Airtable vs Google Sheets: what to know before you choose
Airtable often gets the spotlight in the no-code community but how does it compare to Google Sheets when building no-code projects? Which one do you choose for your no-code database? There are a few differences that are important to keep in mind when choosing one for your next no-code project.
Airtable vs Google Sheets
 

Airtable vs Google Sheets: here are the 5 major differences to know:

 
Airtable Logo

Airtable

  1. Interactive Database+
  2. Visual
  3. Complex
  4. Limited Zapier Integration
  5. Free and Paid
 
Google Sheets Logo

Google Sheets

  1. Database centric
  2. Functional
  3. Simple
  4. Robust Zapier Integration
  5. Free
For me, I tend to use Zapier a whole lot to piece things together. Because of that, Google Sheets is a go-to to hold my data since it works so well with Zapier. Airtable, on the other hand, reminds me a lot of all-in-one tools like Coda and Notion. While Airtable is centered around the tried-and-true spreadsheet table, they’ve packed a whole lot more in.
 

Airtable is more than just a Database – Google Sheets is Database Centric

 
Airtable uses a basic spreadsheet layout called Tables. Tables have Rows/Records, Cells, and Columns. 
 

But, with Airtable, you can easily switch the view of each Table to show things like a Calendar or a Kanban board like Trello.

Airtable Calendar View Airtable Kanban View

Google Sheets is focused on the spreadsheet. When thinking about your no-code project, if you need to interact with your data in different ways, go with Airtable. If you just need a database to store your data, go with Google Sheets.

Some people swear by Airtable (like Ben Tossell of Makerpad) because interacting with the data on Airtable is more flexible. This makes sense if you’re building something complex because you need to make sure your data is easily viewed and manipulated.

 

Airtable’s Visual. Google Sheets is Functional.

 

If you have a team of people who get scared by rows of data, Airtable may be the safer bet. Buit if you need to get the job done, Google Sheets is the better option.

Look, I realize visual and functional are broad terms to categorize these two no-code tools. But, I know there’s a lot of you out there who just need things to look pretty. I get it. You’re probably better off exploring Airtable if you’re visual.

 

Airtable is Complex and Google Sheets is Simple

 

Because Airtable has so many different views, options, colors, built-in automations, etc., it’s naturally more complex than Google Sheets. There’s a steep learning curve.

Here’s a fantastic and free Airtable tutorial from Aron Korenblit I recommend.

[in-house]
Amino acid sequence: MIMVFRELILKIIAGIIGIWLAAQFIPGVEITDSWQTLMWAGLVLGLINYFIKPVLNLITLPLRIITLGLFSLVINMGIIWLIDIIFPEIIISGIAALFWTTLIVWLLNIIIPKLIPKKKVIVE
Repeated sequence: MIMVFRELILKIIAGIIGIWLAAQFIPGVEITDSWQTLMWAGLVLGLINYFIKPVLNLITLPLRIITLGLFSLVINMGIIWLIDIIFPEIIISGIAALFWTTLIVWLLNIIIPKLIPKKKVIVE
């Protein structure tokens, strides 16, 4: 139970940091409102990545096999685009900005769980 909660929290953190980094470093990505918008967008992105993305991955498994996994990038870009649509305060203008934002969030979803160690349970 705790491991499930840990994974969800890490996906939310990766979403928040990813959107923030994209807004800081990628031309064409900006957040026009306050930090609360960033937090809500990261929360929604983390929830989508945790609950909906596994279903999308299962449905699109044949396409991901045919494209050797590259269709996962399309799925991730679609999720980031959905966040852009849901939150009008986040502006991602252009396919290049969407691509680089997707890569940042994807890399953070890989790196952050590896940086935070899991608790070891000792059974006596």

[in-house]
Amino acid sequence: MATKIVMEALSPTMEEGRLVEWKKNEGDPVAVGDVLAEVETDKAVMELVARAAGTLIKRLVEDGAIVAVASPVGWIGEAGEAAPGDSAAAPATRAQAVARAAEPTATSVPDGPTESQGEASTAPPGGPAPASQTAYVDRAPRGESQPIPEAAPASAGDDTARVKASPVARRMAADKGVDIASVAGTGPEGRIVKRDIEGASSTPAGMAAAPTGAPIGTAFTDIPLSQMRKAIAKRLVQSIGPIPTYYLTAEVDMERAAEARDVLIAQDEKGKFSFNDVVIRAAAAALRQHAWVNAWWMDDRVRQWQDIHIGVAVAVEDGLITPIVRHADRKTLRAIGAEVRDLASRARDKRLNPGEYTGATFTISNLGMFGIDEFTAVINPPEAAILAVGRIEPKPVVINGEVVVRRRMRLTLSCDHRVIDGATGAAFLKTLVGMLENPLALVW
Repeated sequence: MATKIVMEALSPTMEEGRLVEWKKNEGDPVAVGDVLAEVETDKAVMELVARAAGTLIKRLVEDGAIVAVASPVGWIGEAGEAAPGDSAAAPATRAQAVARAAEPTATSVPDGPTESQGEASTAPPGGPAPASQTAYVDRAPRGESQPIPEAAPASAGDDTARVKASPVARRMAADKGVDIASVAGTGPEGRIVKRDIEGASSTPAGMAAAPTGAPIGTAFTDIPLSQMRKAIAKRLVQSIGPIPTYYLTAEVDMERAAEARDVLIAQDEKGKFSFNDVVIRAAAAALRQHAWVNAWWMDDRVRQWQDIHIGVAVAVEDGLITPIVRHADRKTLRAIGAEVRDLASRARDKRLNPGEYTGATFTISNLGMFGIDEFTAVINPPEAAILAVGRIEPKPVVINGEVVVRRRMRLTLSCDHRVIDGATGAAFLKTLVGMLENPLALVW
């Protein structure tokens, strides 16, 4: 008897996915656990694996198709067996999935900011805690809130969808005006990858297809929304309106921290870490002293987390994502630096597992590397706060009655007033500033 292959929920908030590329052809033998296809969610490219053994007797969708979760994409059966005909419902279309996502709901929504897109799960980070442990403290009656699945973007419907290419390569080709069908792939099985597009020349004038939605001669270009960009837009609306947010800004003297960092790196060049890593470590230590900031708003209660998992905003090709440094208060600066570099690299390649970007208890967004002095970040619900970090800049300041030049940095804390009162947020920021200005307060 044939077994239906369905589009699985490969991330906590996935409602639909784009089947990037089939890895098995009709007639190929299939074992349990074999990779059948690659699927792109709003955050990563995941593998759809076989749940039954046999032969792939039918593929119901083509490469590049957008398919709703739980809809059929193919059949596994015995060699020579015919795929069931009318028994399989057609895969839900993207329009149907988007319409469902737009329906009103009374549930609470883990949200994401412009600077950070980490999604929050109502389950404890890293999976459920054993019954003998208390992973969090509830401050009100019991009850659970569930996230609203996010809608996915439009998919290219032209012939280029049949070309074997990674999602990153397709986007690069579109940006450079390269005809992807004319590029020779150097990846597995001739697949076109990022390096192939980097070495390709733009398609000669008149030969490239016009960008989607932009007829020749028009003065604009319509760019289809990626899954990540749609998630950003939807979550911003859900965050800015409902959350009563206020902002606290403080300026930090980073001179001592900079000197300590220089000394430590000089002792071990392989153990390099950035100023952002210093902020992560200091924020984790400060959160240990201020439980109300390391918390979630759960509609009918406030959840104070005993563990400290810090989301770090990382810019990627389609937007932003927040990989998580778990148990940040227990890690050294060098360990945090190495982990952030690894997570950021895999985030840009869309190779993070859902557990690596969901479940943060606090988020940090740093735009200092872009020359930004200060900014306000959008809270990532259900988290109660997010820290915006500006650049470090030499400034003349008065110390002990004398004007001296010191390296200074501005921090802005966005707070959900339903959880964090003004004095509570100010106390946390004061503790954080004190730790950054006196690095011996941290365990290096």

And Airtable makes it easy to have relational linking. This means having a column that points to some other table. Google Sheets is all about the formulas which makes it more difficult to link data.

 

Airtable vs Google Sheets: Zapier Integrations

 

Google Sheets is the clear winner here. With Zapier, you can do a whole lot more with Google Sheets than you can with Airtable.

If you haven’t used Zapier, you can learn more about what all Zapier can do in my free Zapier course here.

And as of today, Google Sheets has 18 different triggers, actions, or searches you can use in Zaps to automate your workflows with other apps. There’s little you can’t automate with Google Sheets.

Google Sheets Zapier Integration

With Airtable, you are limited in Zapier. A big reason why this is the case is because Airtable has its own native integrations that often compete with Zapier. Another reason is because Airtable’s API is not as flexible as Google Sheets.

At the moment, Airtable only has 6 triggers, actions, or searches in Zapier.

Airtable Zapier Integration

 

Price

 

Google Sheets is free with a gmail account. Pretty awesome.

Airtable has a free account, but limits things like Blocks (which are native integrations with other apps), visual customization, team features and more to paid plans.

If you’re on a budget, try using Google Sheets, first.

Airtable-vs-Google-Sheets-Comparison
 

Every no-code project will have different needs. Airtable is best if you need to interact with the data behind your app in visual ways. Google Sheets is best if you need a simple and free solution that has a robust integration with Zapier. But try both! See what you like best and stay flexible.

You can check out a few other comparisons I’ve done that might also be helpful: Webflow vs Bubble, and Adalo vs Glide.

 
 
Happy building,
Bryce
 

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